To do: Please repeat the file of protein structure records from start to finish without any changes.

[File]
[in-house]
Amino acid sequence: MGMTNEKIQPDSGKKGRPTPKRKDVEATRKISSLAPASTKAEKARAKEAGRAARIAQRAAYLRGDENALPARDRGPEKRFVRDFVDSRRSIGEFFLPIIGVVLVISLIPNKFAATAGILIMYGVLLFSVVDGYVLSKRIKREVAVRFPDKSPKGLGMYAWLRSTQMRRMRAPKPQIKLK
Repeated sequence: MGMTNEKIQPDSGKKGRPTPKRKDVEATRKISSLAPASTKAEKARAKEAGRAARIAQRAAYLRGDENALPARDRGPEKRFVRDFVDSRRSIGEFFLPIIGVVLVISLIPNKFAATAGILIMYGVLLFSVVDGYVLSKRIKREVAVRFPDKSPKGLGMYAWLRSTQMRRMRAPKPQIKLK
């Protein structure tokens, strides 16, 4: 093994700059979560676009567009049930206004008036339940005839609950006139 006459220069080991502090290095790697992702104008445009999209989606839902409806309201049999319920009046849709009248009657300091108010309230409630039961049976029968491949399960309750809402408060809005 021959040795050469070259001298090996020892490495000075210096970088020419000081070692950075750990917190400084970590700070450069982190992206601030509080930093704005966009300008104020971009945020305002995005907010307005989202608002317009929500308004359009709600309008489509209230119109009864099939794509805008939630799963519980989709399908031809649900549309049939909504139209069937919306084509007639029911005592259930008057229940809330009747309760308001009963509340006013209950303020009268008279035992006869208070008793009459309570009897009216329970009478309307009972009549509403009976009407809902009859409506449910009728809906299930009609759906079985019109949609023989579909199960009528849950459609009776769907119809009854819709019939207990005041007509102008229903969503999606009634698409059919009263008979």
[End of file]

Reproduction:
[in-house]
Amino acid sequence: MGMTNEKIQPDSGKKGRPTPKRKDVEATRKISSLAPASTKAEKARAKEAGRAARIAQRAAYLRGDENALPARDRGPEKRFVRDFVDSRRSIGEFFLPIIGVVLVISLIPNKFAATAGILIMYGVLLFSVVDGYVLSKRIKREVAVRFPDKSPKGLGMYAWLRSTQMRRMRAPKPQIKLK
Repeated sequence: MGMTNEKIQPDSGKKGRPTPKRKDVEATRKISSLAPASTKAEKARAKEAGRAARIAQRAAYLRGDENALPARDRGPEKRFVRDFVDSRRSIGEFFLPIIGVVLVISLIPNKFAATAGILIMYGVLLFSVVDGYVLSKRIKREVAVRFPDKSPKGLGMYAWLRSTQMRRMRAPKPQIKLK
């Protein structure tokens, strides 16, 4: 093994700059979560676009567009049930206004008036339940005839609950006139 006459220069080991502090290095790697992702104008445009999209989606839902409806309201049999319920009046849709009248009657300091108010309230409630039961049976029968491949399960309750809402408060809005 021959040795050469070259001298090996020892490495000075210096970088020419000081070692950075750990917190400084970590700070450069982190992206601030509080930093704005966009300008104020971009945020305002995005907010307005989202608002317009929500308004359009709600309008489509209230119109009864099939794509805008939630799963519980989709399908031809649900549309049939909504139209069937919306084509007639029911005592259930008057229940809330009747309760308001009963509340006013209950303020009268008279035992006869208070008793009459309570009897009216329970009478309307009972009549509403009976009407809902009859409506449910009728809906299930009609759906079985019109949609023989579909199960009528849950459609009776769907119809009854819709019939207990005041007509102008229903969503999606009634698409059919009263008979």